Writing for controlled media, clearly incorporates social media where as more media consumption is controlled than ever before from content creation of audio, text, images and video. By using expression and acknowledgement avenues by means of Facebook posts, tweets, blog posts, and others, users are able to control the flow of information at unprecedented levels. As a result, both in nature of academic/professional development and informational interaction, social media is discussed, analyzed, and practiced in every session.
Whereas the amount of information delivered and consumed seems incomprehensible and scattered, consumption is now more controlled now than before as it is targeted and monitored in delivery and filtered amongst a qualified network. Students are requested to consider and use social media marketplaces as viable tools and learning environments for PR practice.
Do you use social media to connect with your students outside of the classroom?
Yes, I encourage students to connect with me on Linkedin, Facebook, and Twitter and engage with me as they see fit. As with all things, some are more engaged than others. Since my life is an open book on social media, where I don’t block anybody or aggressively filter available content, I’m pretty easy to connect with and engage.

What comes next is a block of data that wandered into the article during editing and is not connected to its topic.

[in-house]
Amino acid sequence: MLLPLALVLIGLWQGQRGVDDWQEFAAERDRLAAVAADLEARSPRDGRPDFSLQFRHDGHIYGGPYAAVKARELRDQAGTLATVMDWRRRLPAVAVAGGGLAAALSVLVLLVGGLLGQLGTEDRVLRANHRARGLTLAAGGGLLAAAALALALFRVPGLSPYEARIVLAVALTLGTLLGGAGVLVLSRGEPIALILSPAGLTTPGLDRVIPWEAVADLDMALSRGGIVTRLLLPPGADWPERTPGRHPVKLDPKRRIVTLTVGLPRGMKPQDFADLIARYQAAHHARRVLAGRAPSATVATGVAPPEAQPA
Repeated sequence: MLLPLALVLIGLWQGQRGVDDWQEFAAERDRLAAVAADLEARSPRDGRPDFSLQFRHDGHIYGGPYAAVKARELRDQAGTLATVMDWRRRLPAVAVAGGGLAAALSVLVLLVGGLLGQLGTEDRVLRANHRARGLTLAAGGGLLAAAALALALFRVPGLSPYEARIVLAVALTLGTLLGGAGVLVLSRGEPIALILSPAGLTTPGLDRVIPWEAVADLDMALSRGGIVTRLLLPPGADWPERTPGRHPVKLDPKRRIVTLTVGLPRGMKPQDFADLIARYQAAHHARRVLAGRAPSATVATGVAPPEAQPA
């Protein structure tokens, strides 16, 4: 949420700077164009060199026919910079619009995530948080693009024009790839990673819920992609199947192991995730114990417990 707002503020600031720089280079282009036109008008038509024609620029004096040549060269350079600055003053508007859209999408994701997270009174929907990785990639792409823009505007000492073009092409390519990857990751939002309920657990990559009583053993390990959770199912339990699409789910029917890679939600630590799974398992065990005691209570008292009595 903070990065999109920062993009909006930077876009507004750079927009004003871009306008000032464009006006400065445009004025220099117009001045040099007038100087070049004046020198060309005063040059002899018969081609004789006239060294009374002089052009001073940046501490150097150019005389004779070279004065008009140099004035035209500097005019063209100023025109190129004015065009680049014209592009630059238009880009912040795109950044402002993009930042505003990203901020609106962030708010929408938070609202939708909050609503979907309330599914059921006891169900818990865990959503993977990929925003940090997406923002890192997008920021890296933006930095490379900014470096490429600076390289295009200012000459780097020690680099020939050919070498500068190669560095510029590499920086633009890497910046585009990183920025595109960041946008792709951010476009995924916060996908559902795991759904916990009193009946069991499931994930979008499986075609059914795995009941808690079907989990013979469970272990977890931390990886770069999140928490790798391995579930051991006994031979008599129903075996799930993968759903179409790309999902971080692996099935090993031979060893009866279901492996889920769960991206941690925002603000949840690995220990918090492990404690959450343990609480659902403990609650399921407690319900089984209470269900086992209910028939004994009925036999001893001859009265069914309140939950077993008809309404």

Initially students seem to be more interested in the content sharing and discovery side of social media, yet are transitioning into leveraging it for its PR advantages.
For PR professionals who do not have an academic background in PR, are there any particular classes you would recommend they audit? Do you have any suggestions to help fill educational gaps?
As far as I am concerned, there is no substitute for life’s experiences to educate one for the public relations business. Bringing those life experiences to a traditional PR practice classroom creates a more well-rounded professional. When you couple that with one’s own intellectual curiosity, the best PR professionals become life-time students of the profession and keep current through reading materials on trends within the communications industry, as well as the news of clients’ industries that could impact new directions as to client work. As far as classes, I am always a fan of PR professionals having knowledge of business operations and finance as well social and behavioral sciences, because ultimately understanding the business world and cultural anthropology is vital toward motivating people and affecting change – something all PR professionals do in practice.
About Stefan Pollack
As president & chief financial officer of The Pollack PR Marketing Group, Stefan plays an integral role within the agency. His responsibilities include management of client services, new business development and financial planning for the agency. Stefan also oversees and directs media relations, social media and outreach programs on behalf of several clients in various industries in addition to leading the agency’s professional service firm practice. He is the Immediate Past Chair, Americas Region Board of the Worldcom Public Relations Group and is an Adjunct Professor at the Annenberg School for Communication & Journalism at the University of Southern California. Follow Stefan on Twitter @stefanpollack